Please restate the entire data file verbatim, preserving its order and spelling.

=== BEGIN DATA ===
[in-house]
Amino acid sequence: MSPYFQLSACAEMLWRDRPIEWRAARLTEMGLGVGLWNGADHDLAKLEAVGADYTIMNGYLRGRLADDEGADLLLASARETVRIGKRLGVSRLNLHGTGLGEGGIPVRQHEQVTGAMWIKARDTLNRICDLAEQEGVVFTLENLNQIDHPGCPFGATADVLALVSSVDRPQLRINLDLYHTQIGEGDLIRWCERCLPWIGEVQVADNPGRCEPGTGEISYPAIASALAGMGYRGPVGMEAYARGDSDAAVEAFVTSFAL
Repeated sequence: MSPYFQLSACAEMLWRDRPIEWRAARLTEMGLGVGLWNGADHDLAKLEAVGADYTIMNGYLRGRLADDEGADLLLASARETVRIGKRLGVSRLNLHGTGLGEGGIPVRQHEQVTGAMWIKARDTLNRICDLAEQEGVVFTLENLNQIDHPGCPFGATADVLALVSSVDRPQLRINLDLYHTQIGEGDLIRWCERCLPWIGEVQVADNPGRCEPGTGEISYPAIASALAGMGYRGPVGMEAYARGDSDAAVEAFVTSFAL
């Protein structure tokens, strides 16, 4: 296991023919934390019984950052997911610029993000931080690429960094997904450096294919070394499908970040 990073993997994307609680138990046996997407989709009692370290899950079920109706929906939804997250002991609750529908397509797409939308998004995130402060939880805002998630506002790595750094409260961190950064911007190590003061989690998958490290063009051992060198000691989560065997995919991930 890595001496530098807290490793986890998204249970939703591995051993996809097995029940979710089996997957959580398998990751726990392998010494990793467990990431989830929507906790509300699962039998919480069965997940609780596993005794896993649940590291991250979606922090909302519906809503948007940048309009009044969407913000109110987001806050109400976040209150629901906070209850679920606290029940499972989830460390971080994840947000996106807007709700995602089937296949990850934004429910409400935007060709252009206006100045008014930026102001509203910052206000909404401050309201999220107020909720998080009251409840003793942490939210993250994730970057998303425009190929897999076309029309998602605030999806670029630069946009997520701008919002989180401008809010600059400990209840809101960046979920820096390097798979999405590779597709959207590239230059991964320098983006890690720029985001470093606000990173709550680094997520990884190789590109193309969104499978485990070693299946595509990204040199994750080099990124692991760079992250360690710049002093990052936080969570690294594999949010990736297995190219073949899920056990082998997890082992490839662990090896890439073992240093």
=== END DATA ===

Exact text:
[in-house]
Amino acid sequence: MSPYFQLSACAEMLWRDRPIEWRAARLTEMGLGVGLWNGADHDLAKLEAVGADYTIMNGYLRGRLADDEGADLLLASARETVRIGKRLGVSRLNLHGTGLGEGGIPVRQHEQVTGAMWIKARDTLNRICDLAEQEGVVFTLENLNQIDHPGCPFGATADVLALVSSVDRPQLRINLDLYHTQIGEGDLIRWCERCLPWIGEVQVADNPGRCEPGTGEISYPAIASALAGMGYRGPVGMEAYARGDSDAAVEAFVTSFAL
Repeated sequence: MSPYFQLSACAEMLWRDRPIEWRAARLTEMGLGVGLWNGADHDLAKLEAVGADYTIMNGYLRGRLADDEGADLLLASARETVRIGKRLGVSRLNLHGTGLGEGGIPVRQHEQVTGAMWIKARDTLNRICDLAEQEGVVFTLENLNQIDHPGCPFGATADVLALVSSVDRPQLRINLDLYHTQIGEGDLIRWCERCLPWIGEVQVADNPGRCEPGTGEISYPAIASALAGMGYRGPVGMEAYARGDSDAAVEAFVTSFAL
């Protein structure tokens, strides 16, 4: 296991023919934390019984950052997911610029993000931080690429960094997904450096294919070394499908970040 990073993997994307609680138990046996997407989709009692370290899950079920109706929906939804997250002991609750529908397509797409939308998004995130402060939880805002998630506002790595750094409260961190950064911007190590003061989690998958490290063009051992060198000691989560065997995919991930 890595001496530098807290490793986890998204249970939703591995051993996809097995029940979710089996997957959580398998990751726990392998010494990793467990990431989830929507906790509300699962039998919480069965997940609780596993005794896993649940590291991250979606922090909302519906809503948007940048309009009044969407913000109110987001806050109400976040209150629901906070209850679920606290029940499972989830460390971080994840947000996106807007709700995602089937296949990850934004429910409400935007060709252009206006100045008014930026102001509203910052206000909404401050309201999220107020909720998080009251409840003793942490939210993250994730970057998303425009190929897999076309029309998602605030999806670029630069946009997520701008919002989180401008809010600059400990209840809101960046979920820096390097798979999405590779597709959207590239230059991964320098983006890690720029985001470093606000990173709550680094997520990884190789590109193309969104499978485990070693299946595509990204040199994750080099990124692991760079992250360690710049002093990052936080969570690294594999949010990736297995190219073949899920056990082998997890082992490839662990090896890439073992240093």